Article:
The power of steam can create a future for space travel. No, this is not a joke. Half a century after the world's first space mission, it seems that interplanetary travel is nearing its realization.
Scientists from the University of Central Florida have teamed up with the private space and mining company Honeybee Robotics to create a small steam-powered spacecraft. The idea is that it will be able to suck up fuel from the asteroids, planets and satellites that it explores.
The constant process of transforming extraterrestrial water into vapor will theoretically allow the descent capsule to move between the planets throughout the galaxy. The main condition is to land at a location where you can get H2O. This technology can be used to "jump" on the moon, Ceres, Europe, Titan, Pluto, the poles of Mercury and asteroids. The right place should have water and a fairly low level of gravity. In fact, it is a self-sufficient apparatus capable of exploring space without stopping. The development was called WINE, and the prototype ship recently completed the first test mission on the simulated surface of an asteroid. With the help of a compact drilling tool, the descent vehicle successfully produced water, converted H2O into rocket fuel, and started into “space” on steam engines.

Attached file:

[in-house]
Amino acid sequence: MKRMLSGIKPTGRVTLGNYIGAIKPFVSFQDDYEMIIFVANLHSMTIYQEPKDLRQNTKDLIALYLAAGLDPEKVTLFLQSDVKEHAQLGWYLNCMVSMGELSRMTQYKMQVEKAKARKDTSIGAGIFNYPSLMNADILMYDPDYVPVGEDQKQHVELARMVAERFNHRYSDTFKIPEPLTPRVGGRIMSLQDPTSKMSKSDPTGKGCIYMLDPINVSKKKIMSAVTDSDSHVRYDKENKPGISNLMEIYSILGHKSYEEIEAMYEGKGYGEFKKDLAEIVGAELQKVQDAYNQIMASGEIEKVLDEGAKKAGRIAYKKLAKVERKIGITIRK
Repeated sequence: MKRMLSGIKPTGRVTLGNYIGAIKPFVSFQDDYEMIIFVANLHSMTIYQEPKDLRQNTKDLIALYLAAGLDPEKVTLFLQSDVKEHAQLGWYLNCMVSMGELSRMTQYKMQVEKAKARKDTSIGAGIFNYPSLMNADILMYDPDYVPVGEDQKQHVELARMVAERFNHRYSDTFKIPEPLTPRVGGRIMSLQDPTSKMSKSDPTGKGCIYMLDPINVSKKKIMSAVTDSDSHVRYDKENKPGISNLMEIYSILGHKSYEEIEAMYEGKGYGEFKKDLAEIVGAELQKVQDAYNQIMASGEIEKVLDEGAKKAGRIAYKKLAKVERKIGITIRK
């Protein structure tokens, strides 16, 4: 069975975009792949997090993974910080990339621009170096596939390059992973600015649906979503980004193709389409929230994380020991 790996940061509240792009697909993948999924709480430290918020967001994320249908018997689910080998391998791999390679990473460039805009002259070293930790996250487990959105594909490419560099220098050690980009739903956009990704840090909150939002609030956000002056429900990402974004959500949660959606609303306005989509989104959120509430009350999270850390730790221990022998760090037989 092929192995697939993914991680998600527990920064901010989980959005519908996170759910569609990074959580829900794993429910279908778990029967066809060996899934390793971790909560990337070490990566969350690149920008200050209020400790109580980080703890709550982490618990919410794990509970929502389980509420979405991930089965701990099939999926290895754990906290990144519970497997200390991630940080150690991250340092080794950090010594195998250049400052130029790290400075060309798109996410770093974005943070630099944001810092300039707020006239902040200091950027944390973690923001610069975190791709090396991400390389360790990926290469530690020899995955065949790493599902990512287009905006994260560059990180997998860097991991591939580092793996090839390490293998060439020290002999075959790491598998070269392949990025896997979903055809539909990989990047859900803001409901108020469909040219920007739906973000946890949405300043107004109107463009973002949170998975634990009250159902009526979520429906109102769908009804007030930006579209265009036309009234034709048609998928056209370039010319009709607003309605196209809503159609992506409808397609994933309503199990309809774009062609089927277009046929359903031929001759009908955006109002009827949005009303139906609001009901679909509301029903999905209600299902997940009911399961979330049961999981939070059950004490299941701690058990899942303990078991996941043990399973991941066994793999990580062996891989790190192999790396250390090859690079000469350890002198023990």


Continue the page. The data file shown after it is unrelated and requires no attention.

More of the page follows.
Of course, the mention of steam brings us back to the fantasy of primitive and rusty tools. However, it took 3 years to develop new computer models and steam thrust equations to help WINE optimize performance in accordance with the changing gravitational requirements of the environment. If such a device is in space, then the built-in solar panels will provide it with the initial energy reserve necessary for the first drilling at an alien celestial object.